Happy almost Mother’s Day to all those baby mamas out there who are crushing it. To the ones who are working hard to raise babies, punch time clocks, manage baseball practice schedules, and so on and so forth. You work it 365 days a year, usually without any thank yous, awards, or so much as time to enjoy an extra generous pour of wine during the witching hour. Mother’s Day is a day where, in an ideal world, you would get to do you. You could wake up, leisurely enjoy a cup of coffee, and maybe even nibble on one of these honey nut biscuits. There’d be flowers waiting at your bedside, and well behaved children would have already fed, groomed, and entertained themselves while you adjusted to the morning light.
But let’s be real- the chances of that happening are slim. More than likely, there’s a dirty diaper or a Cheerios explosion waiting for you. There’s a dishwasher to unload, laundry to fold, and a few knees that will require Band-Aids.
Motherhood is work. It’s exhausting and exhilarating all at the same time, and no matter how many books you read, mommy bloggers you follow, or packs of diaper wipes you buy at the store, it’s nearly impossible to be prepared for everything this life will hand you. Motherhood is the job you can’t clock out of, but it’s also the one with the most benefits. It’s a beautiful role we play, and despite how much I often disdain wiping one more nose, making one more bottle, or hearing “NO!” for the millionth time, I’ll always be honored to walk in these mama shoes. Even if they’re covered in baby food and spit up.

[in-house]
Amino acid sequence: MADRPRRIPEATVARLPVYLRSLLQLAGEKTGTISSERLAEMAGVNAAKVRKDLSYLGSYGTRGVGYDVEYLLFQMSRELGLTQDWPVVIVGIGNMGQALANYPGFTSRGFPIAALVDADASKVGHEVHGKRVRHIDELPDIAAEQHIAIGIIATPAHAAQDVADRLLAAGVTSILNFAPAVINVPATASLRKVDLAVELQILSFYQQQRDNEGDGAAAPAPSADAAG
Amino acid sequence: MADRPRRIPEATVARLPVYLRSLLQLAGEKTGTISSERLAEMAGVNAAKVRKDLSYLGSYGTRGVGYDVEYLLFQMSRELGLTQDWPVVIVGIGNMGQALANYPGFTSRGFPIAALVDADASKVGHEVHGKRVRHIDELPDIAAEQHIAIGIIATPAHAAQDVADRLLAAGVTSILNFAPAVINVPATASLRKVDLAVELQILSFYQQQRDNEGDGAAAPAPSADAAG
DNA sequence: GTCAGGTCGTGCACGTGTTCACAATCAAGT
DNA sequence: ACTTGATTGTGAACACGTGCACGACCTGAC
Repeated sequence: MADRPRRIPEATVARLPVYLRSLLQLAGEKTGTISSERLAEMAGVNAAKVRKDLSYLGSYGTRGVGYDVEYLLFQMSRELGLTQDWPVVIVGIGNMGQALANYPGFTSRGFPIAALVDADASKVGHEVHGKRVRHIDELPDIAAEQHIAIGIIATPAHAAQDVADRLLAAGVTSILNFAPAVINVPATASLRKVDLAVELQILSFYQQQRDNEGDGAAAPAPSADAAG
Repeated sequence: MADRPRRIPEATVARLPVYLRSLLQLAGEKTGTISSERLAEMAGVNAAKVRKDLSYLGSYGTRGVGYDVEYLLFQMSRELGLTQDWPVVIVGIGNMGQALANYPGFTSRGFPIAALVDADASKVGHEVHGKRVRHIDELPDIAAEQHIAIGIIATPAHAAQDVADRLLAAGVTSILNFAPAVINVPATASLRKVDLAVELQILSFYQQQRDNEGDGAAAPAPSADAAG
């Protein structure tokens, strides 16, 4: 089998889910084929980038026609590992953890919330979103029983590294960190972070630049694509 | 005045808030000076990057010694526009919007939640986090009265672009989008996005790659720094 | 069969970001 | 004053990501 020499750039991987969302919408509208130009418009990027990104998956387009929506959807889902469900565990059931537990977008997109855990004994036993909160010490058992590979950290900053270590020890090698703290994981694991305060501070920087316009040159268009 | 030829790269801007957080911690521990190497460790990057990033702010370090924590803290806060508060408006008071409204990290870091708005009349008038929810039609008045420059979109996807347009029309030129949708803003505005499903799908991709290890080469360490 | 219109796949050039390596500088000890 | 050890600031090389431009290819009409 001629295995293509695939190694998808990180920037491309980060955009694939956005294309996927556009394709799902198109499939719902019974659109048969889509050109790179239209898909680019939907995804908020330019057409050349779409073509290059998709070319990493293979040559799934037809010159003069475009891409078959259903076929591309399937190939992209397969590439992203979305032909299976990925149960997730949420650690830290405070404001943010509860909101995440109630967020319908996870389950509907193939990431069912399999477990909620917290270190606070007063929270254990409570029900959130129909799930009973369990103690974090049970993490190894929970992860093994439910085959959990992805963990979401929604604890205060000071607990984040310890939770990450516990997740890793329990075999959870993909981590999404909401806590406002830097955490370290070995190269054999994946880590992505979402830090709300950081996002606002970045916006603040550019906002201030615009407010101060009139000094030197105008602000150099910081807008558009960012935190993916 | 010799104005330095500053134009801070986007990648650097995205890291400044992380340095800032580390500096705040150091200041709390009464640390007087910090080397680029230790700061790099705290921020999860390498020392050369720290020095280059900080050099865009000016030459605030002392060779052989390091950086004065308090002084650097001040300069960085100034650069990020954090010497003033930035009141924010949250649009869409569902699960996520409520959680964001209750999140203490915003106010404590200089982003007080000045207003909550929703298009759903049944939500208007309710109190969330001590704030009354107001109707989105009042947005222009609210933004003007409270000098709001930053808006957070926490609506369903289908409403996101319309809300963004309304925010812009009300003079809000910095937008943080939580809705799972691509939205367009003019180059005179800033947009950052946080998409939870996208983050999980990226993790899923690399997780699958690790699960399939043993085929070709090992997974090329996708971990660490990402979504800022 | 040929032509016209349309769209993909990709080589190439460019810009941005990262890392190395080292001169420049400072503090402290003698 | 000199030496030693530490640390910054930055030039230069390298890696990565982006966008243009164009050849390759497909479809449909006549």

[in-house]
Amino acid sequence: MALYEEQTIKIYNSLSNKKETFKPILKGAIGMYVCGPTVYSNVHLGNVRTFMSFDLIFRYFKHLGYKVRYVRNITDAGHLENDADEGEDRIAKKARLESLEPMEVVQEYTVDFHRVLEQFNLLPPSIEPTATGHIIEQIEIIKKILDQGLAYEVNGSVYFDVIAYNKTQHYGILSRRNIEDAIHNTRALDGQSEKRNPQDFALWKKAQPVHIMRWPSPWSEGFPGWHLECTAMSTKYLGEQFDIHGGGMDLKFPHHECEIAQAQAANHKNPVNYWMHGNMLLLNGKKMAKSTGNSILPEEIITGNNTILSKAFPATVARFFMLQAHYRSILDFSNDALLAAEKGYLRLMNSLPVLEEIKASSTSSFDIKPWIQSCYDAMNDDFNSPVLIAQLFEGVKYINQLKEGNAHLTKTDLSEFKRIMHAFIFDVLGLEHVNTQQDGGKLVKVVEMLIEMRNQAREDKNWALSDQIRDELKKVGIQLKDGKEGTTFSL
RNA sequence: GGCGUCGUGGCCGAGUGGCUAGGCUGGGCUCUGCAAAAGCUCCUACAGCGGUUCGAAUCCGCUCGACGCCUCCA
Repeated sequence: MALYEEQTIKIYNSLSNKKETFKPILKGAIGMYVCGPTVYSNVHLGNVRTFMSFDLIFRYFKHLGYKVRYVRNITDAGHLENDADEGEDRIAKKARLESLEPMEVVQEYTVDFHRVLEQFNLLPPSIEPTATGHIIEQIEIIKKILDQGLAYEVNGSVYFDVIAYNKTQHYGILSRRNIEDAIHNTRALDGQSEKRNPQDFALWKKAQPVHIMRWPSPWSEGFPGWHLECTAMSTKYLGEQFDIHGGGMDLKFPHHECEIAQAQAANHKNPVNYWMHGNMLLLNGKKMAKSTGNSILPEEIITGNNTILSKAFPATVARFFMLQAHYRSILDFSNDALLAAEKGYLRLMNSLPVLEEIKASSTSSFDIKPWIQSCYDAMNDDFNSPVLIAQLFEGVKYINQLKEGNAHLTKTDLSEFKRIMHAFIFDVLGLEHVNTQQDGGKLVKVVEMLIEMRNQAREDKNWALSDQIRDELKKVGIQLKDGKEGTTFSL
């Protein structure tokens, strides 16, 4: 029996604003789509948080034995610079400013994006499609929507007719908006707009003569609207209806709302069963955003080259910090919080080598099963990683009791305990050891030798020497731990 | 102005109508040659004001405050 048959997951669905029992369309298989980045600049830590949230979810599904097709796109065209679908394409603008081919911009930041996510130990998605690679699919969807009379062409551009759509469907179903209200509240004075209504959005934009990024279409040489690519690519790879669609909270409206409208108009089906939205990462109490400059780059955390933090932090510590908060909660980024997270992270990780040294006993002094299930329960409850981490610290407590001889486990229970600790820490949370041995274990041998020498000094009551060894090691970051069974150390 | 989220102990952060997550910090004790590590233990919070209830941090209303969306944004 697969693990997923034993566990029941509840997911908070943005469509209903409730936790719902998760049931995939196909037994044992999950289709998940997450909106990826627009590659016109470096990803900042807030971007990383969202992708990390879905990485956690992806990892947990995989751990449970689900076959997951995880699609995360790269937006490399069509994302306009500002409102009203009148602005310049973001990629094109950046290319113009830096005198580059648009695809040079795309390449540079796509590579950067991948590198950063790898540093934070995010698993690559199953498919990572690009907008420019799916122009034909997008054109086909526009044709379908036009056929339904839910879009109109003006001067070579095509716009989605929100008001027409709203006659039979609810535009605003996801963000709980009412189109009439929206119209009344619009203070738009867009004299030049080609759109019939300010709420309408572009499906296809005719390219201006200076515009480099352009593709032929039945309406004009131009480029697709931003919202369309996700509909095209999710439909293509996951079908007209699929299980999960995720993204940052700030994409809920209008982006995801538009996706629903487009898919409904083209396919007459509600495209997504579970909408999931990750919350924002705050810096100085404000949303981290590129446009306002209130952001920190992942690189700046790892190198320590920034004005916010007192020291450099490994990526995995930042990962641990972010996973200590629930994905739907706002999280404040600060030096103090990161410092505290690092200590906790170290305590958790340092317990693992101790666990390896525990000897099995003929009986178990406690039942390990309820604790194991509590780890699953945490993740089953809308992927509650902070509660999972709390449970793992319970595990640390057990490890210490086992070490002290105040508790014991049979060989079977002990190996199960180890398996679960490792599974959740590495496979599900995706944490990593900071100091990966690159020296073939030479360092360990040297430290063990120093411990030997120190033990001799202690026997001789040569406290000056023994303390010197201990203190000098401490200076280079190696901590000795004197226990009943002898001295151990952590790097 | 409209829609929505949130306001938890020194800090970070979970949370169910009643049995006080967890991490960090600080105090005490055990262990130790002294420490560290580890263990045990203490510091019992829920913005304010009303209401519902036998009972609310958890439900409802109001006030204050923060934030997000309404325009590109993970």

I’ve got just the thing to help you celebrate all the Moms you know- breakfast! Why buy Mom a gift when you can make her something entirely satisfying and delicious from the comfort of your own kitchen? Below you’ll see a few menus that I’ve put together based on a few different dietary needs and preferences. (Sidenote: Brett, if you’re reading this, I want the “Sweet Tooth” menu, ok?) These are tasty recipes from some of my favorite blog friends, some of which I’ve tried, and others that I’m just dying to get to. Skim over the links and see if any suit you! And if you’re a Mama reading this thinking, “There’s no way my kids//husband//crazy landlord will be able to pull off one of these breakfasts for me on their own,” then I would charge you to make something delicious for yourself. You’ve earned it.
For the lean, mean, protein-requiring machine moms who need a little muscle to make it through the day.
For the moms who like their breakfasts like they like their children- SWEET.
For the moms who don’t need to be told to eat their veggies.
This category is basically for all of my Alabama friends who wouldn’t know a green smoothie if it sat on their face. Gals, if you make any of these, please invite me over.
In addition, I’m sharing with you this most delicious recipe for honey nut biscuits. These are all butter, Southern-style biscuits, naturally sweetened with local honey and flecked with little bits of toasted pecans. Serve these with bacon and sausage, eggs, or maybe even just a pad of butter and a drizzle of honey. I promise that your Mama will thank you for it. These biscuits are sweet, buttery, incredibly flaky, and almost too good to be true. Perfect for the mom in your life who needs all the thanks in the world.